Wednesday, 15 March 2017 07:23

Team Leadership on Agile Teams

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Yesterday, I had two people both of whom I have a lot of respect for, independently say that having a single person in charge of a team “works.”

I was taken aback by this, partly because of the surprise that two people would say the same thing on the same day, but more so because this goes against my experience and my opinions on good team leadership. This caused me to step back and reconsider my opinion and my reasons for it. For me, there is a great pleasure in being challenged on my opinions, especially ones that I was so sure of and have given a lot of thought to.

My Experience

I have worked for other people for more than 25 years and have spent a great deal of time witnessing leadership in action. I have also managed teams myself and have coached quite a few. By a very quick count, I would say that 70-80% of team leads were poor leaders. For sure, there were a few that got the job done by force of will, by leveraging authority, or by imposing death marches on the team. The organization sometimes saw them as successful, but the teams thought them to be more like dictators or bullies.

Many team leads – often insecure at accepting other people’s ideas - simply were unwilling to see or consider any other perspective. But there were a few good or even great leaders who didn’t see management as a tool for control, but as a scaffold for building the team and achieving great things - if only these leaders could be cloned.

So I am probably tainted by my experiences, but the notion of one person in charge of the team fills me with dread. I wholeheartedly agree that the model of a single leader can work with the right person, that does not mean that it will work in most cases, or that those qualities are the norm, and it certainly doesn’t mean it will work as a model in every case. What is more likely is that those great leaders would thrive in an environment where they didn’t have defined authority- but more on that later.

I can only imagine that just as I have been colored by my experiences, my colleagues have equally been colored by theirs, but they have had the good fortune to see better leaders than I have. We will also discuss this further and why this is a good approach, and whether my instinctive reaction and poor experiences are in contrast to theirs.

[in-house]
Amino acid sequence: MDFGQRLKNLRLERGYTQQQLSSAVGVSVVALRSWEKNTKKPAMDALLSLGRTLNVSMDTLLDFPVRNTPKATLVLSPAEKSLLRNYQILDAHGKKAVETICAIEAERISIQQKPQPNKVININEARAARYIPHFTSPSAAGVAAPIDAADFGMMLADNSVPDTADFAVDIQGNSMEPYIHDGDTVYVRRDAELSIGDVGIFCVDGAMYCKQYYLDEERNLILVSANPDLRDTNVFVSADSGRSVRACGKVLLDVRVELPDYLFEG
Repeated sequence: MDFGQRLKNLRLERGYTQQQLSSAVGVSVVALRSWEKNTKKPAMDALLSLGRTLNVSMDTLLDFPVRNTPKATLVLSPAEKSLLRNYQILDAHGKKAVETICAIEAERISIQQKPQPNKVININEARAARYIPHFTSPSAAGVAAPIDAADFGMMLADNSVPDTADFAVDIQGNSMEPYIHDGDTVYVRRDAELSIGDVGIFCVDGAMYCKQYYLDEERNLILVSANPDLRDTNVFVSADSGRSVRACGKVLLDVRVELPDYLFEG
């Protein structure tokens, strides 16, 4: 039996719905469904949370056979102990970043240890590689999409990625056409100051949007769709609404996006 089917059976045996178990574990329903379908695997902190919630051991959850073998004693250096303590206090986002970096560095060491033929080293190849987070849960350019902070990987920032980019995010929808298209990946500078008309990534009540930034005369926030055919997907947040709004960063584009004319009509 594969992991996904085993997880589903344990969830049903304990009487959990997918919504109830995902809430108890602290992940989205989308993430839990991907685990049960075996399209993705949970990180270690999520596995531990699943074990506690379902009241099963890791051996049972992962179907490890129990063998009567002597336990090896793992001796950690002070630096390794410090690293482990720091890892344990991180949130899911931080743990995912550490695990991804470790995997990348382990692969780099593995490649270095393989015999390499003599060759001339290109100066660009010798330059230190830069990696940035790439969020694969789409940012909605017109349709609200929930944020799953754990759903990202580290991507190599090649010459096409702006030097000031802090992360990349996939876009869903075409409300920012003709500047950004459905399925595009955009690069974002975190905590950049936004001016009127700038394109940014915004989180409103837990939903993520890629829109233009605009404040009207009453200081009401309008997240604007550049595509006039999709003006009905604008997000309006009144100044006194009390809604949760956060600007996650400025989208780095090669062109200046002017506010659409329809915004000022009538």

Before proceeding, let’s stop here and reflect for a moment. One quote that comes to mind related to what I have said is the following by Author and Former Nuclear Submarine Commander David Marquet: “Leadership should mean giving control rather than taking control and creating leaders rather than forging followers.”

Oh Captain

The military is often used as an example of one named leader, but there is a distinction in the military that differs from industry, and that is that they have needs that are very different to a software team. Those differences are a need for independence and a desire for expedience in decision making: Military units will often need to operate independently without contact with their parent structure.

In a business environment, it is rare that a disagreement is so urgent that it could not be referred up if there was some type of dispute. The other aspect of a military organization is that “life and death” decisions need to be made very quickly; with little time for debate or consensus-seeking.

However, even in military structures, there are examples of leaders who take the view that they are the Product Owners. This means that they will say “this is what I want to achieve, you tell me how” and then suggestions are made, and the leader simply endorses the team’s advice or at least considers it before making a final plan. Naturally, there is an element of accountability, but the trust that this demonstrates in the team is significant in empowering the team and growing it.

This notion is explored more deeply Marquet’s book: Turn this ship around. Let’s take a look at some of the principles outlined in the book.